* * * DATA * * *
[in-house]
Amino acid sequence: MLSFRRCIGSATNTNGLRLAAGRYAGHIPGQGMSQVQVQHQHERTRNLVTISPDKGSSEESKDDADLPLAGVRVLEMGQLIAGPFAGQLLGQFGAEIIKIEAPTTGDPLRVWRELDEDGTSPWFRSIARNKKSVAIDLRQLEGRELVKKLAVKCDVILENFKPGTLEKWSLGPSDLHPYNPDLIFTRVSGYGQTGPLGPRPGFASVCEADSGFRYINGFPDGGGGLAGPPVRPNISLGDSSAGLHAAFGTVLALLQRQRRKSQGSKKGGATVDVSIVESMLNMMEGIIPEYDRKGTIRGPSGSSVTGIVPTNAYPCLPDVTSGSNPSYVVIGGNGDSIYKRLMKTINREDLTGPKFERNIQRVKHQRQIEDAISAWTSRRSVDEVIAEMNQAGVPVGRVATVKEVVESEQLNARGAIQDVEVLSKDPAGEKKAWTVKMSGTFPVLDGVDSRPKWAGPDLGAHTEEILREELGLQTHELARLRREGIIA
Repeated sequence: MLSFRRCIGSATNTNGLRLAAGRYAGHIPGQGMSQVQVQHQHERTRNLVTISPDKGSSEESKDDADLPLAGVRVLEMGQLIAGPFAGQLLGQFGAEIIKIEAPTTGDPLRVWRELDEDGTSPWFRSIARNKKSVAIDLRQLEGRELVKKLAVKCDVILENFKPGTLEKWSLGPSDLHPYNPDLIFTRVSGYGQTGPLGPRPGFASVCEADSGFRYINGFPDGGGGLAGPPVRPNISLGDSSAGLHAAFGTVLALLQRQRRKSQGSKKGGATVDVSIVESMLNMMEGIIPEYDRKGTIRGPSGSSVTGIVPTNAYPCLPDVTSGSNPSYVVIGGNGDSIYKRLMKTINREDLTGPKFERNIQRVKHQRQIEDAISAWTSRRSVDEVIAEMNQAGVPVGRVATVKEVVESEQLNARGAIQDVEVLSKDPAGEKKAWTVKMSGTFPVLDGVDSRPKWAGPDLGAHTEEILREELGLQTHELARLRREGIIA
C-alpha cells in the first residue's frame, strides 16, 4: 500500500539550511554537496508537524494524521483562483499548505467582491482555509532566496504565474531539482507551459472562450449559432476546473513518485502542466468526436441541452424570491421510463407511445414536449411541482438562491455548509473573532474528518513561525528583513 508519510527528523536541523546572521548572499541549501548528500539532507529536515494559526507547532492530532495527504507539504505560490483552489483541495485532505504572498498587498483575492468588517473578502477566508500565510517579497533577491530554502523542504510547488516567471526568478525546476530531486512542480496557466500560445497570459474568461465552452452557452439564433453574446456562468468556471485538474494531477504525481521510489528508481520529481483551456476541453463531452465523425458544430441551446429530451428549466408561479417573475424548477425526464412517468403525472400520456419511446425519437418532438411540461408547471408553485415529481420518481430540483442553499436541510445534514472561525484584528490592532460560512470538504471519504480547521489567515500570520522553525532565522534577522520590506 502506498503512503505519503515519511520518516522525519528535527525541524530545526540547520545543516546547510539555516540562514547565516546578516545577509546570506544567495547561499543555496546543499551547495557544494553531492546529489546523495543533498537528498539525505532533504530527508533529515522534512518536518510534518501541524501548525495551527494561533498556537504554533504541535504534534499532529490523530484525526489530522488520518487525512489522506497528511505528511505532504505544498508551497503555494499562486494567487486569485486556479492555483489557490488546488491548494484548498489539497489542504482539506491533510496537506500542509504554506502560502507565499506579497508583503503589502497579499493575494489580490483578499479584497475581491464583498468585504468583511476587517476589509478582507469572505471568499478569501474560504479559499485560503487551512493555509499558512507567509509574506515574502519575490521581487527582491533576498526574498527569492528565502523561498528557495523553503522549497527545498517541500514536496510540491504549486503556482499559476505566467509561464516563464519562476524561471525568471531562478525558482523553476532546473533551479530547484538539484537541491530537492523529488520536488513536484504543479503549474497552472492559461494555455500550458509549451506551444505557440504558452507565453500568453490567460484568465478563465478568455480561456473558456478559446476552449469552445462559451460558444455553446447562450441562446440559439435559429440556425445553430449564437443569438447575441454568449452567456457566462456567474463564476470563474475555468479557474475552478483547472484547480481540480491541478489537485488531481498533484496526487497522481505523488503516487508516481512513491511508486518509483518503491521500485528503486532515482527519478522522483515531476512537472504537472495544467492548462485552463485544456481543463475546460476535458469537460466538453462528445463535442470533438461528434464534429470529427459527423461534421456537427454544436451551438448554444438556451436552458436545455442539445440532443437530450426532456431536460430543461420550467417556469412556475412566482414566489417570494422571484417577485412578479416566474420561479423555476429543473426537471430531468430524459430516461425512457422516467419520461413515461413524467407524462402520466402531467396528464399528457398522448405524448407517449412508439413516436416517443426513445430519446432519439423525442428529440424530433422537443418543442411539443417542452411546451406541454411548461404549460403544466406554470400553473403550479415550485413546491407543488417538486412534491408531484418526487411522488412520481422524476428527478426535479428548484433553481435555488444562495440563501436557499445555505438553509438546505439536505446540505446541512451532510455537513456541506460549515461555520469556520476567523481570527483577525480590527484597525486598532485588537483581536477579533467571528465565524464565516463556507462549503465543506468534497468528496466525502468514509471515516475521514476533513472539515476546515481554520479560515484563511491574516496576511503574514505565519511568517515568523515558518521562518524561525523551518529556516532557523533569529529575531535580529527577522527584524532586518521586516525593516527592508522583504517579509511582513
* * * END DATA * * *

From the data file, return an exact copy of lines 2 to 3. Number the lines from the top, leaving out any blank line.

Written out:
Amino acid sequence: MLSFRRCIGSATNTNGLRLAAGRYAGHIPGQGMSQVQVQHQHERTRNLVTISPDKGSSEESKDDADLPLAGVRVLEMGQLIAGPFAGQLLGQFGAEIIKIEAPTTGDPLRVWRELDEDGTSPWFRSIARNKKSVAIDLRQLEGRELVKKLAVKCDVILENFKPGTLEKWSLGPSDLHPYNPDLIFTRVSGYGQTGPLGPRPGFASVCEADSGFRYINGFPDGGGGLAGPPVRPNISLGDSSAGLHAAFGTVLALLQRQRRKSQGSKKGGATVDVSIVESMLNMMEGIIPEYDRKGTIRGPSGSSVTGIVPTNAYPCLPDVTSGSNPSYVVIGGNGDSIYKRLMKTINREDLTGPKFERNIQRVKHQRQIEDAISAWTSRRSVDEVIAEMNQAGVPVGRVATVKEVVESEQLNARGAIQDVEVLSKDPAGEKKAWTVKMSGTFPVLDGVDSRPKWAGPDLGAHTEEILREELGLQTHELARLRREGIIA
Repeated sequence: MLSFRRCIGSATNTNGLRLAAGRYAGHIPGQGMSQVQVQHQHERTRNLVTISPDKGSSEESKDDADLPLAGVRVLEMGQLIAGPFAGQLLGQFGAEIIKIEAPTTGDPLRVWRELDEDGTSPWFRSIARNKKSVAIDLRQLEGRELVKKLAVKCDVILENFKPGTLEKWSLGPSDLHPYNPDLIFTRVSGYGQTGPLGPRPGFASVCEADSGFRYINGFPDGGGGLAGPPVRPNISLGDSSAGLHAAFGTVLALLQRQRRKSQGSKKGGATVDVSIVESMLNMMEGIIPEYDRKGTIRGPSGSSVTGIVPTNAYPCLPDVTSGSNPSYVVIGGNGDSIYKRLMKTINREDLTGPKFERNIQRVKHQRQIEDAISAWTSRRSVDEVIAEMNQAGVPVGRVATVKEVVESEQLNARGAIQDVEVLSKDPAGEKKAWTVKMSGTFPVLDGVDSRPKWAGPDLGAHTEEILREELGLQTHELARLRREGIIA